Many churches, including ours, are opening their doors again. Drive-in church, live-streaming videos, and Zoom meetings have kept folks as connected as possible throughout this quarantine. As our pastor explained the temporary procedures for our church gathering next week, one statement caught my attention: “If you choose to wear a mask, that is okay.”
Masks have become an everyday necessity in the lives of so many. Several places of business will not even allow patrons to enter unless they are wearing a mask. I fear that these physical masks, while very helpful, have created a problem no one could have predicted. We have gone into hiding.
As I walk through the grocery store, I see eyes, but no facial expressions. Sometimes it even takes me a few minutes to recognize the person behind the mask without being able to see their identifiable features. So often I speak and smile but get nothing in return. We have been hiding out so long behind our masks that simple social gestures have been neglected and the joy of a smile has been forgotten.
These masks are meant to keep out germs, not keep out life. The more we wear them, the “safer” we become as we maintain our distance through hiding. No one has to know we are lonely, sad, depressed, or angry. No one notices the half-hearted smile or full-on frown. We hide our emotions, concerns, fears, and desires. And it’s okay because we are wearing a mask to keep ourselves and others safe, right?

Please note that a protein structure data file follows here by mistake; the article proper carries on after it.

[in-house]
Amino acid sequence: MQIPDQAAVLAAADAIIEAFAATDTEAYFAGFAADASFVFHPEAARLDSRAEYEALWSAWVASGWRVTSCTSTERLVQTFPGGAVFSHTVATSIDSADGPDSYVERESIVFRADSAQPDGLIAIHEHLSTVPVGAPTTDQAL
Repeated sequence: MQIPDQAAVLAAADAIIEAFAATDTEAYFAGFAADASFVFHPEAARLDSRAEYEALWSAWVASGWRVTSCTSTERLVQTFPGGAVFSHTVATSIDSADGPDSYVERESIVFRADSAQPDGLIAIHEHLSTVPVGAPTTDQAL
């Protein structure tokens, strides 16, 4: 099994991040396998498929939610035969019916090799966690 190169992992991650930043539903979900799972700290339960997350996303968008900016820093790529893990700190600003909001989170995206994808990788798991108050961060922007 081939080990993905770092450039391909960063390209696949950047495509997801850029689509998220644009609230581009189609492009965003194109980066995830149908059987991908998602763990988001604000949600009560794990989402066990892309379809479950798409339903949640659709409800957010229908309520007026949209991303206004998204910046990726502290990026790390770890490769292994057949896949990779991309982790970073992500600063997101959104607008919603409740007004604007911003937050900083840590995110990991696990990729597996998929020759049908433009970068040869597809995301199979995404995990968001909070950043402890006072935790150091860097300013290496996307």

Don’t hear what I’m not saying: keep wearing your masks to the store or church if that is what you feel needs to happen. But as we emerge back into life and enter into relationships once again, make sure not to hide yourself behind a spiritual or emotional mask. We need each other. I, for one, have missed my tribe of people. Phone calls and texts are a good substitute, but that face to face contact of just being together does wonders for the soul.
If nothing else comes from this time of quarantine, I hope we leave with a greater desire to seek out and hold dear our friendships and relationships with one another. I hope that we don’t stay in a place of isolation, loneliness, or bitterness but instead, take off our figurative masks and reach out to others.
I hope this crazy season ends soon, but until it does, masks are part of everyday life. Just make sure to engage with the world around you and not neglect the ones who are your biggest support system and friends. Make sure people know you care, even if they never see your smile.” Let your light so shine before men.” Come out of hiding. Take off that figurative mask. Let’s do life together.